A friend of mine - let's call him "Reign of F-ing Genius" - sent me an email weighing in on my post yesterday regarding using characters in the public domain:
Sadly, I am here to report that public domain is not nearly so clear cut when it comes to characters that have been adapted into film. The specific example I'm thinking of is the Invisible Man. H.G. Wells has been dead long enough that the character is technically in the public domain. Alan Moore put him to excellent use as a member of the League of Extraordinary Gentlemen. However, Universal still holds exclusive film rights for the property. So, when Fox adapted League into film, they legally could not use the same character from the book. So, in the film version, he's not THE Invisible Man, he's just AN invisible man. He's got a different name and the movie avoids specific references to his past. In this case, the change made as much difference to the final product as a leper catching a bad case of sniffles, but it goes to show that once a corporate entity has gotten its mitts on an existing character, the ownership issue becomes significantly more complicated.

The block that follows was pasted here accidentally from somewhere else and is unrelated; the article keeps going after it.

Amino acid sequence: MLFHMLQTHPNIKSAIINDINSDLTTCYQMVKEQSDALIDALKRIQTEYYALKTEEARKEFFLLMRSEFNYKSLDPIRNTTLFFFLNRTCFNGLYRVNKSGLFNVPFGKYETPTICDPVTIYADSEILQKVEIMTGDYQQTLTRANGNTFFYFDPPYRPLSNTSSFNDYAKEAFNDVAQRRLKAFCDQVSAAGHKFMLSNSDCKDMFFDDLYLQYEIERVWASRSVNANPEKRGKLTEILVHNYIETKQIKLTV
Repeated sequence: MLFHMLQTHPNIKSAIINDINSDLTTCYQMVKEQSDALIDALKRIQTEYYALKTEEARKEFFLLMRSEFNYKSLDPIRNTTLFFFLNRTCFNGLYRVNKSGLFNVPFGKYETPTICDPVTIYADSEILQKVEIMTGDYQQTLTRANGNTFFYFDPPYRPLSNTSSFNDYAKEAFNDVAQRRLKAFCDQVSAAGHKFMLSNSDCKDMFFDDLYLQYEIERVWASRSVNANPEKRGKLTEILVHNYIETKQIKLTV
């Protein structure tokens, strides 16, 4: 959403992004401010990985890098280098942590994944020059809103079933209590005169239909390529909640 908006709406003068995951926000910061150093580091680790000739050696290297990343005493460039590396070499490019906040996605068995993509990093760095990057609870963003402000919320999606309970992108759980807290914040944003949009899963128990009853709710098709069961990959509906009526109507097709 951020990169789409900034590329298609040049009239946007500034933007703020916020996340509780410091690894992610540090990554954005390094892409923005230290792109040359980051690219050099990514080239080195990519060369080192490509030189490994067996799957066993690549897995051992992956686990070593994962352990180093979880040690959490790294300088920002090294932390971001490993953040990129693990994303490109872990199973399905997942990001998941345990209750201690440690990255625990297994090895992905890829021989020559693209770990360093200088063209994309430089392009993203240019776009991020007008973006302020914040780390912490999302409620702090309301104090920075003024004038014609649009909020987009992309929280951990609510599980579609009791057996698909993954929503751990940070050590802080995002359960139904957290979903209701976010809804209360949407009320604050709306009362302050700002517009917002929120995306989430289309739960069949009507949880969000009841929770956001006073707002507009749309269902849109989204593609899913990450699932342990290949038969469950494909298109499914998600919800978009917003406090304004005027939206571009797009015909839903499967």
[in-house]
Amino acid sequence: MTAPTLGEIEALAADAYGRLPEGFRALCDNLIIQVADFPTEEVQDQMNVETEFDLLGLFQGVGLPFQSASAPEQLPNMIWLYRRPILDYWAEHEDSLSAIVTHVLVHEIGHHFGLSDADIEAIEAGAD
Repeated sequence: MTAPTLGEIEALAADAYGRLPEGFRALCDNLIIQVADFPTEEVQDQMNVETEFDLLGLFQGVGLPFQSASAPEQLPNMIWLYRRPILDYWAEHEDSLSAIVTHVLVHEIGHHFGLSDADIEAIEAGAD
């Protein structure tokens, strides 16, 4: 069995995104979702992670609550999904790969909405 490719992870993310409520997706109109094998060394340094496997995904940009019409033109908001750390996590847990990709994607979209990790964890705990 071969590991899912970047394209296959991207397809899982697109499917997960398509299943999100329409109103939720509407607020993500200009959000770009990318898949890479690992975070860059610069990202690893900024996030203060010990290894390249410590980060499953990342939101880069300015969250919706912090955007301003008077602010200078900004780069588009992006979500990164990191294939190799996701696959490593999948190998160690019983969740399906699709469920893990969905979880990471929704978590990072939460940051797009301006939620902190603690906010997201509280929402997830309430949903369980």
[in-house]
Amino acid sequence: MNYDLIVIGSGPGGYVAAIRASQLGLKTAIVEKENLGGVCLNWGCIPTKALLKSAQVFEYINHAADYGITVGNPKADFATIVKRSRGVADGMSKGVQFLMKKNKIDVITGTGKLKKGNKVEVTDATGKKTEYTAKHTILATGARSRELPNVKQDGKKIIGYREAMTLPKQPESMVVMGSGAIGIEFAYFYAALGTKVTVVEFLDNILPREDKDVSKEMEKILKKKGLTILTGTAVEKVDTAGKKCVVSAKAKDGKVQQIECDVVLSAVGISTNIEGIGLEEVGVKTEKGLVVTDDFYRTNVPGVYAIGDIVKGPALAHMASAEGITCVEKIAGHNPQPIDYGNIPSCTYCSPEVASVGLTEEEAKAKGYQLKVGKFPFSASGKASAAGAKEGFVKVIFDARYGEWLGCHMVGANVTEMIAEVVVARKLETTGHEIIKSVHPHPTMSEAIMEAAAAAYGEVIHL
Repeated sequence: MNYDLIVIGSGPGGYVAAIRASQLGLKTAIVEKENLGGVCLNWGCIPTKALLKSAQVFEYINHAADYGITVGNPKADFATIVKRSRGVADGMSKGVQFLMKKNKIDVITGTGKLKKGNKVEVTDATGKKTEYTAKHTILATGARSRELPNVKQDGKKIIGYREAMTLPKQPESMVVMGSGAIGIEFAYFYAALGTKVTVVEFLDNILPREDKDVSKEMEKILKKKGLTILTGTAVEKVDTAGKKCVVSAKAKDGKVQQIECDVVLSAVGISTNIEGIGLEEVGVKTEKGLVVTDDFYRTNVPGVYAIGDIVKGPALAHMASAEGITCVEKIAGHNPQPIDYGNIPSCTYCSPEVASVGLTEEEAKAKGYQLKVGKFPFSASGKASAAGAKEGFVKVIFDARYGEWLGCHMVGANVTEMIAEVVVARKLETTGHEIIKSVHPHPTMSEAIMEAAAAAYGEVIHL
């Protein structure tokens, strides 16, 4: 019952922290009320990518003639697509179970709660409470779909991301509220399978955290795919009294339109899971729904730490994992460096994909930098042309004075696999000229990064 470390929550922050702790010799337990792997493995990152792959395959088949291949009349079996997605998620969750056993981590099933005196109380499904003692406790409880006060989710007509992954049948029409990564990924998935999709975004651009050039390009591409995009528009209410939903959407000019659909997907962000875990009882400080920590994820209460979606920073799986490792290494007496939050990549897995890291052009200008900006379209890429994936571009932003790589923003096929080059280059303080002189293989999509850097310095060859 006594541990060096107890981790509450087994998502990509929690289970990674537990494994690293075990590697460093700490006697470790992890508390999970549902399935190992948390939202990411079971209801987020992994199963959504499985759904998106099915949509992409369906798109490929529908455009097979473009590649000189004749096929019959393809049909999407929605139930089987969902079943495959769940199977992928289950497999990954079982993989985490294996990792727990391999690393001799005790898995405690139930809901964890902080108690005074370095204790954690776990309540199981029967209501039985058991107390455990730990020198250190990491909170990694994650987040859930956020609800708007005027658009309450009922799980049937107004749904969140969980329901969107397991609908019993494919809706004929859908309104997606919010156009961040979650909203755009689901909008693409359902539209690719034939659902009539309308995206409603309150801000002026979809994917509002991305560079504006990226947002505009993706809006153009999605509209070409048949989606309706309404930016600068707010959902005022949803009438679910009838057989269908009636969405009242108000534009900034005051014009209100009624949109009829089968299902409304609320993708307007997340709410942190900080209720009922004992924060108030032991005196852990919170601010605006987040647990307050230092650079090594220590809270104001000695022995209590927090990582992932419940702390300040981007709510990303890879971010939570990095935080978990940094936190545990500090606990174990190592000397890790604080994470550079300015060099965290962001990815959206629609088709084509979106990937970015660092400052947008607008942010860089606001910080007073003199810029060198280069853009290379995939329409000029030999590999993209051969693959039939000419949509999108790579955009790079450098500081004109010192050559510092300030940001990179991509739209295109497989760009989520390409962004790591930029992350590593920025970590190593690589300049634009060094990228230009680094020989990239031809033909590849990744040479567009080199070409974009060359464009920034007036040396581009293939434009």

Just something to keep in mind. I admit I'm not a lawyer, so do your homework when playing with characters of legally dubious status.
Representations and warranties
1 week ago